Find Information About:

Drugs & Supplements

Get information and reviews on prescription drugs, over-the-counter medications, vitamins, and supplements. Search by name or medical condition.

Pill Identifier

Pill Identifier

Having trouble identifying your pills?

Enter the shape, color, or imprint of your prescription or OTC drug. Our pill identification tool will display pictures that you can compare to your pill.

Get Started

My Medicine

Save your medicine, check interactions, sign up for FDA alerts, create family profiles and more.

Get Started

WebMD Health Experts and Community

Talk to health experts and other people like you in WebMD's Communities. It's a safe forum where you can create or participate in support groups and discussions about health topics that interest you.

  • Second Opinion

    Second Opinion

    Read expert perspectives on popular health topics.

  • Community


    Connect with people like you, and get expert guidance on living a healthy life.

Got a health question? Get answers provided by leading organizations, doctors, and experts.

Get Answers

Sign up to receive WebMD's award-winning content delivered to your inbox.

Sign Up

Depression Health Center

Font Size

Fat Pharms: Antidepressants and Weight Gain

Up to 25% of people who take antidepressants gain weight. Is there anything you can do about it?

Antidepressants and Weight Gain: The Diet and Exercise Link

Not surprisingly, experts also say that some of the same tenets that help us control our weight under normal circumstances may also help us while using antidepressants -- including eating healthy and getting enough exercise.

"The best thing you could do would be to head off the weight gain before it starts by switching to a more nutritious diet and increasing your daily exercise as soon as you start taking an antidepressant," says registered dietitian Samantha Heller, MS, RD.

If, in fact, you've already started packing on the extra pounds, Heller says switching to a healthier diet, cutting calories, and increasing exercise are still worth the effort.

"Even if you don't lose weight immediately, you can begin controlling the gain and help your body to stabilize for a while," says Heller.

Moreover, a steadily growing body of scientific evidence suggests that increasing your daily exercise may affect not only weight loss, but also help your depression. In one large study of more than 3,400 Finnish men and women published in the journal Preventive Medicine, researchers found that those who exercised at least two to three times a week experienced significantly less depression, anger, and stress than those who exercised less frequently or not at all.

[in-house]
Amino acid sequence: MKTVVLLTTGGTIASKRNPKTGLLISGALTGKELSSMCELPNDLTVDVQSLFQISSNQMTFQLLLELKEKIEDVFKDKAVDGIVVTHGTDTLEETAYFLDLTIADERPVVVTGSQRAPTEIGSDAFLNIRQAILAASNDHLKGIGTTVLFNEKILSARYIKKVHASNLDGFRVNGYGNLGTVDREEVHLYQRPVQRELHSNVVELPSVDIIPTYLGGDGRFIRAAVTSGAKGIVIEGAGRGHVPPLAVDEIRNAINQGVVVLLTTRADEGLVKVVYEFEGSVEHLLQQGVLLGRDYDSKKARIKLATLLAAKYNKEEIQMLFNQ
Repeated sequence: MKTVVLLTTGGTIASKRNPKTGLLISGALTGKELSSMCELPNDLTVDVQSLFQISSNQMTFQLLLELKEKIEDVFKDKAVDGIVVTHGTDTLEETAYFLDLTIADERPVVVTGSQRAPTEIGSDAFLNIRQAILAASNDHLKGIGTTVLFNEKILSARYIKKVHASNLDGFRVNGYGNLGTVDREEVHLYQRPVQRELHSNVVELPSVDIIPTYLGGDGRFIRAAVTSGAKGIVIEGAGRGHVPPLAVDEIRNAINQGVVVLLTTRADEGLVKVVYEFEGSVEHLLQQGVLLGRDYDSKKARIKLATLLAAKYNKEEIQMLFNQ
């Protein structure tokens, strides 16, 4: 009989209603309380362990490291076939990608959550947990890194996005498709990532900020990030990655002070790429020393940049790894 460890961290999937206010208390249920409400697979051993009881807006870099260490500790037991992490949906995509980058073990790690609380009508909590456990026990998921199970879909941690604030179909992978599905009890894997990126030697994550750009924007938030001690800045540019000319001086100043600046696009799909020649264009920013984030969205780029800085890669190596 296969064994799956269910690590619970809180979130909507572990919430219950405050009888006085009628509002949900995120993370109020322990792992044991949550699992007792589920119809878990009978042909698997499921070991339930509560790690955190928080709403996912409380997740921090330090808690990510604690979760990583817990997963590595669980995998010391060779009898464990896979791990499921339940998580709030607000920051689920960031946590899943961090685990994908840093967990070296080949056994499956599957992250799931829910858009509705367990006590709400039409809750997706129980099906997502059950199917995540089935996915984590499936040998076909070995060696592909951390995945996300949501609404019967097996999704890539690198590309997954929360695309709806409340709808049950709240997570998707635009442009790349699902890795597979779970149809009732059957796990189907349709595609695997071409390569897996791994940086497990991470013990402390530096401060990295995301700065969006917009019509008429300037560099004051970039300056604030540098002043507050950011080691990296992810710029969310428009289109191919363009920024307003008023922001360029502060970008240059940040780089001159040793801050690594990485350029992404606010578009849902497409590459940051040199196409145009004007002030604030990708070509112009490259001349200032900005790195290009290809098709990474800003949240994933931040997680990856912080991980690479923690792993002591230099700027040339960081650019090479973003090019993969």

"The bottom line here is that not only can healthy eating and exercise help control your weight gain, they can also improve your depression, which in turn may help you to cut down on your medication -- and that in turn make weight loss easier," says Heller.

Experts warn, however, not to severely restrict caloric intake while taking antidepressants. Not only may this affect brain chemistry in a negative way, any strong sense of deprivation may contribute to feelings of depression.

So how do you diet without feeling deprived? Heller suggests enlisting the help of a registered dietitian: "In the same way you may need the help of a psychiatrist in dealing with your depression symptoms, you may also need the help of a registered dietitian to devise an eating plan that can help you lose weight without impacting your depression in a negative way."

Today on WebMD

Differences between feeling depressed and feeling blue.
jk rowling
Famous people who've struggled with persistent sadness.
depressed man sitting on hallway floor
Learn the truth about this serious illness.
Sad woman looking out of the window
Tips to stay the treatment course.
unhappy teen boy
Health Check
jk rowling
Pills with smiley faces
Teen girl huddled outside house
Depressed man sitting in hospital hallway
antidepressants slideshow
pill bottle
Winding path